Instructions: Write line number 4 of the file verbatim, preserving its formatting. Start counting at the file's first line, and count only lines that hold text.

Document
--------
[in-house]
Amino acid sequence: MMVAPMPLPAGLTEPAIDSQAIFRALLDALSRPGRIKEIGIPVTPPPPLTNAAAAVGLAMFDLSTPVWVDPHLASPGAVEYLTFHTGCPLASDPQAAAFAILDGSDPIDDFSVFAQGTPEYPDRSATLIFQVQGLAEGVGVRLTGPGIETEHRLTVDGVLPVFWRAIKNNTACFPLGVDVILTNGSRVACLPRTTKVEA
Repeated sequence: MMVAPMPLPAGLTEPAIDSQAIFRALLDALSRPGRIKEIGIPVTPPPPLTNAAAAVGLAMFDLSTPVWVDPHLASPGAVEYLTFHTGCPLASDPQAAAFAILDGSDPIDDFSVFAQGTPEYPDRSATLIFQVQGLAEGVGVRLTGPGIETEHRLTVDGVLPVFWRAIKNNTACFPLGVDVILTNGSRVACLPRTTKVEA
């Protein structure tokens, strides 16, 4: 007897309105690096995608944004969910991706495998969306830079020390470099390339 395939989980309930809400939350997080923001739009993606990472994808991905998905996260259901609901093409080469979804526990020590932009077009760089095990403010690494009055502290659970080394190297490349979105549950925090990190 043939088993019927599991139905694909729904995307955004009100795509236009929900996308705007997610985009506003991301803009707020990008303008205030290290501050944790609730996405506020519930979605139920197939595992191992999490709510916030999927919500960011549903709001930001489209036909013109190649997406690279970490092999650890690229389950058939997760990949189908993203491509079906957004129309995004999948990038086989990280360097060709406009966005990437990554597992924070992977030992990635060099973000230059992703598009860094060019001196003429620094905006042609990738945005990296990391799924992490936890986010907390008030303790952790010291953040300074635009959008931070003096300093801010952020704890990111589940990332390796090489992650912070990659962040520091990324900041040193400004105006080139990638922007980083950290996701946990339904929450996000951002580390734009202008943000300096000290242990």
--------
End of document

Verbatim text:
């Protein structure tokens, strides 16, 4: 007897309105690096995608944004969910991706495998969306830079020390470099390339 395939989980309930809400939350997080923001739009993606990472994808991905998905996260259901609901093409080469979804526990020590932009077009760089095990403010690494009055502290659970080394190297490349979105549950925090990190 043939088993019927599991139905694909729904995307955004009100795509236009929900996308705007997610985009506003991301803009707020990008303008205030290290501050944790609730996405506020519930979605139920197939595992191992999490709510916030999927919500960011549903709001930001489209036909013109190649997406690279970490092999650890690229389950058939997760990949189908993203491509079906957004129309995004999948990038086989990280360097060709406009966005990437990554597992924070992977030992990635060099973000230059992703598009860094060019001196003429620094905006042609990738945005990296990391799924992490936890986010907390008030303790952790010291953040300074635009959008931070003096300093801010952020704890990111589940990332390796090489992650912070990659962040520091990324900041040193400004105006080139990638922007980083950290996701946990339904929450996000951002580390734009202008943000300096000290242990």